Sam Trosow is “walking on air” following news of his appointment to Western’s Board of Governors. The Law and Faculty of Information and Media Studies professor begins his four-year term July 1, the same day incoming Western President Alan Shepard assumes his role on campus.
“I have to spend some time getting acclimated to what’s possible,” Trosow said. “I have a lot of work to do – I want to go through all the back minutes to get a handle on what the Board has done but the timing is really good, with the new president (coming in). I sense there will be somewhat of a mood on the Board that it might be time to do some things differently.”
Having served as a member of Senate for two terms, Trosow is well aware of the occasional moments of tension between the university’s bicameral governing bodies.
The University of Western Ontario Act sets out specific roles and responsibilities for both Senate and Board, he explained. The former is often tasked with matters pertaining to academic policy. The problem is, as Trosow sees it, is the Act doesn’t clearly define what constitutes “academic policy.”
The potential for conflict that arises from this ambiguity is one of the matters he hopes to address during his term.
One of the issues that has come up at Senate has been the relationship between the Senate and the Board. Two years ago, Senate felt the Intellectual Property Policy, and now, the Freedom of Expression Policy, were matters of academic policy that needed approval from Senate, he said.
Such policies should require more than recommendation from Senate, Trosow stressed.
At the November 2018 Senate meeting, Senators unanimously recommended and approved the Freedom of Expression Policy. At the same time, some voiced concerns that Western’s structure of governance might mean the Board could make changes that wouldn’t come back to Senate for approval.
The Board sought input from internal and external counsel and determined the policy was a “Board matter of approval,” Andy Hrymak, Provost & Vice-President (Academic), said at the time.
The UWO Act can be within the jurisdiction of both the Board and Senate, Trosow continued, but there needs to be a collegial process in place that would resolve tension in an instance where the two bodies didn’t agree on policy matters.
“We would try to avoid that (tension) from arising. In the case of the Freedom of Expression Policy, there was a consensus that the work of the committee was good and both bodies approved the same language. The more consultation you do in front, the more likely it will be that things work out. But if there was a difference, a joint committee to resolve (the issues) needs to be set up,” he noted.
Trosow also hopes to nudge the Board to a more transparent and open approach to governance. Much of the work the body is done is closed session, he said, and this has resulted in criticism in the past. He hopes to see more discussion take place during open session. Contract, personnel and litigation matters are perhaps the only issues that still need to be done in camera.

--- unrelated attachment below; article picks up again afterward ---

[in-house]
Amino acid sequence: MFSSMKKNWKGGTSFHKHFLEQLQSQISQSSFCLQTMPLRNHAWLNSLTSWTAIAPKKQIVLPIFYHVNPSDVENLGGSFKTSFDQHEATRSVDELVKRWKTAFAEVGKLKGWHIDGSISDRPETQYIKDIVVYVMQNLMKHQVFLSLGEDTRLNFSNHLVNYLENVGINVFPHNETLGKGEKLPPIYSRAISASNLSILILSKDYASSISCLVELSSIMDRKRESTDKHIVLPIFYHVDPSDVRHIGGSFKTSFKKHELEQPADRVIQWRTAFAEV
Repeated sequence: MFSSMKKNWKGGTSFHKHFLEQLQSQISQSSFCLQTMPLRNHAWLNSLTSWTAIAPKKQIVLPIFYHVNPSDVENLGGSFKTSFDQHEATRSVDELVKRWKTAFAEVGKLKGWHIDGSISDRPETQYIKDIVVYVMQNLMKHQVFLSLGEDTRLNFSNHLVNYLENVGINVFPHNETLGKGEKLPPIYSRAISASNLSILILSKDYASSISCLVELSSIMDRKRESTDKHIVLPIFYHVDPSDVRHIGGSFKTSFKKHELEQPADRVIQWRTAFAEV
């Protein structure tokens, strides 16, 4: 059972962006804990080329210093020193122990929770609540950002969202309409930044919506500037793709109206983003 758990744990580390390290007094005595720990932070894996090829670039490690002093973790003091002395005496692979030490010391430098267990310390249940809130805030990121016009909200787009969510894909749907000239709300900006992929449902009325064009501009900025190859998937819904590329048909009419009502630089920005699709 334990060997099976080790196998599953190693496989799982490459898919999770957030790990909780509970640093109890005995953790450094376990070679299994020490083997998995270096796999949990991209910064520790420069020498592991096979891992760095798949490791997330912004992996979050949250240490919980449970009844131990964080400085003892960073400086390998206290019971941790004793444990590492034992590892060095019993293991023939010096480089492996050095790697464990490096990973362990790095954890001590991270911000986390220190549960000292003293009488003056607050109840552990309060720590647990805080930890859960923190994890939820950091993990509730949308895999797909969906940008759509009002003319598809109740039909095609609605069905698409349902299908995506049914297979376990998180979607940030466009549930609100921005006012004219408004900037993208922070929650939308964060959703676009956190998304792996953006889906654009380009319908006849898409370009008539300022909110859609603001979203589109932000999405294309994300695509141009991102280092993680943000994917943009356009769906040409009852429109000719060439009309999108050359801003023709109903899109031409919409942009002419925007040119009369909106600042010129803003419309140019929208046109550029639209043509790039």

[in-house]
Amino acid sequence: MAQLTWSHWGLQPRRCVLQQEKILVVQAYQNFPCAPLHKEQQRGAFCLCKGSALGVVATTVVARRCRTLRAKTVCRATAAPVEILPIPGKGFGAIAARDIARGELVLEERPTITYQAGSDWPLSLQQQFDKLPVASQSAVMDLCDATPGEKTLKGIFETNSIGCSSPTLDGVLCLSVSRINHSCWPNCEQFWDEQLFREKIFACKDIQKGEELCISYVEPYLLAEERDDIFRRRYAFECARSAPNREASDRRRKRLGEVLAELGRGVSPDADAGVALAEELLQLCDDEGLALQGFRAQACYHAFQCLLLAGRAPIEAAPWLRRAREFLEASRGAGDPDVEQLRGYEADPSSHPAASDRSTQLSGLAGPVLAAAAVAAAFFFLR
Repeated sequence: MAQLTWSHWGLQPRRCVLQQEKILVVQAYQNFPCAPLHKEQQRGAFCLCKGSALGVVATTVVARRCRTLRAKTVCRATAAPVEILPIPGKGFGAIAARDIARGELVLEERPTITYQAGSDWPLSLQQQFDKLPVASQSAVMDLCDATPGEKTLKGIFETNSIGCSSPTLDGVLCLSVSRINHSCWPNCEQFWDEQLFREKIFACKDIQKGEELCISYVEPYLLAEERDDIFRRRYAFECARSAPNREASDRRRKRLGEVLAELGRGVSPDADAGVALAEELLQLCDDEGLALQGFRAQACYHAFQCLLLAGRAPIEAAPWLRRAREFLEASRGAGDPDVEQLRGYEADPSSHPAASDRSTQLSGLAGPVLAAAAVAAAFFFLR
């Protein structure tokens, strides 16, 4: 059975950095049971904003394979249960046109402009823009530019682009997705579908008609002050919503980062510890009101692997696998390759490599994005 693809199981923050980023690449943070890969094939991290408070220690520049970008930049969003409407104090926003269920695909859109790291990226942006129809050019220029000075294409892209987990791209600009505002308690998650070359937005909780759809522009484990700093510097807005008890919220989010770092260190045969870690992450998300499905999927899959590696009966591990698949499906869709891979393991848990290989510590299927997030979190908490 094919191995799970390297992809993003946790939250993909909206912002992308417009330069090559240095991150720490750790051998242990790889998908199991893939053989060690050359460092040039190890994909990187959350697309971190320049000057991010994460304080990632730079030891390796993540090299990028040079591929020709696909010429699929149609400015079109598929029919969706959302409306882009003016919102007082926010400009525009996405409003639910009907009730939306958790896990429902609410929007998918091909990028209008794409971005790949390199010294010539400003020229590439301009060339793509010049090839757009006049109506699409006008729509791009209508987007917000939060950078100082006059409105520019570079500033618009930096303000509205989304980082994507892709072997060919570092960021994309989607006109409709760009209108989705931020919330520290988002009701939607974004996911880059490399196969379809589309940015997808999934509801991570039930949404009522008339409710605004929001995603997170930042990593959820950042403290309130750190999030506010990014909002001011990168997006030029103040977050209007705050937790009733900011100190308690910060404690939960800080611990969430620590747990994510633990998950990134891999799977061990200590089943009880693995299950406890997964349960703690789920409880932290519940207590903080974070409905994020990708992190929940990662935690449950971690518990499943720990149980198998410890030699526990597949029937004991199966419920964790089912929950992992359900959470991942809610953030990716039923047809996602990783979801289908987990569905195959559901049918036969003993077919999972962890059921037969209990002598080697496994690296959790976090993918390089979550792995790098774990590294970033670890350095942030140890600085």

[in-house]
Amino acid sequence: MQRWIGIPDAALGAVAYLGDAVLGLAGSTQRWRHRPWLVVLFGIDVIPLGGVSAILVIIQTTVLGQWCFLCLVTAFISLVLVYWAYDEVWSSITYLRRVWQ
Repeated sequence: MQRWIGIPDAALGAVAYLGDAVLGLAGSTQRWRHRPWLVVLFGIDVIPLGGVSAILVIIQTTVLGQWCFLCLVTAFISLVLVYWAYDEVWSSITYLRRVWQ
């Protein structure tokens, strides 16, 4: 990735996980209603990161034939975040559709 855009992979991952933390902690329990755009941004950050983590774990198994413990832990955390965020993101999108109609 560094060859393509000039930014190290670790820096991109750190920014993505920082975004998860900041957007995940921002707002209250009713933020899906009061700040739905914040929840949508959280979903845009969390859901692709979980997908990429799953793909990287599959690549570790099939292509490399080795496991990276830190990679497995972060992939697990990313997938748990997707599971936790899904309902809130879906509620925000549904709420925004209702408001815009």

“I’d like to see the Board work out a clearer set of rules and guidelines for what goes into open session and what goes into closed session. I am saying we can have a more frank and open (environment) and you have to allow the public to observe – unless it’s one of the specific exceptions like you are getting advice from a solicitor,” Trosow said.
“I know there might some resistance. But with new members on the Board, I hope we can do this. The university needs to be more outward looking with its relationship with the city and the public.”
The separation of ‘town and gown’ is not always the fault of the university, he continued, and the issue of Broughdale student gatherings is an example of a situation in which the city and Western need to come together.
“Broughdale has gotten pretty bad. This is not something the university can solve on its own. The city will need to be more affirmative in enforcing bylaws around campus. For the city to suggest to apply the student code of conduct off campus – that won’t solve the problem,” Trosow said.
“I would like to see the university be more mindful of its effect on surrounding neighbourhoods. I’d like to see the new president and members of the Board hear from neighbourhood groups once in a while.”
Arriving at Western in 2001, Trosow has been involved in campuswide discussions on matters of copyright and academic freedom, among others. He holds a joint appointment in the Faculty of Law and Faculty of Information and Media Studies.
He previously taught at the Golden Gate University School of Law, in the School of Library and Information Science at San Jose State University, in the School of Information Resources and Library Science at the University of Arizona and at the People’s College of Law in Los Angeles.
He is a member of the California and United States Supreme Court Bars, and was previously engaged as a sole-practitioner in Los Angeles and Berkeley, California, in general civil litigation with an emphasis on tenants’ rights law. He served as a Staff Attorney/Clinical Instructor in the housing unit at the Berkeley Community Law Centre.
Trosow was also a librarian at the Boalt Hall School of Law (University of California, Berkeley). His doctoral work in the Department of Information Studies at UCLA focused on information policy issues.
He has been an active member of the University of Western Ontario Faculty Association (UWOFA), a role he will not continue after assuming his positon on the Board.
Trosow received more than 46 per cent of the vote in being named to the Board, representing the faculty. Wade Boye, a Communications Specialist with Human Resources, edged Melanie Molnar to be named to the Board, representing the staff.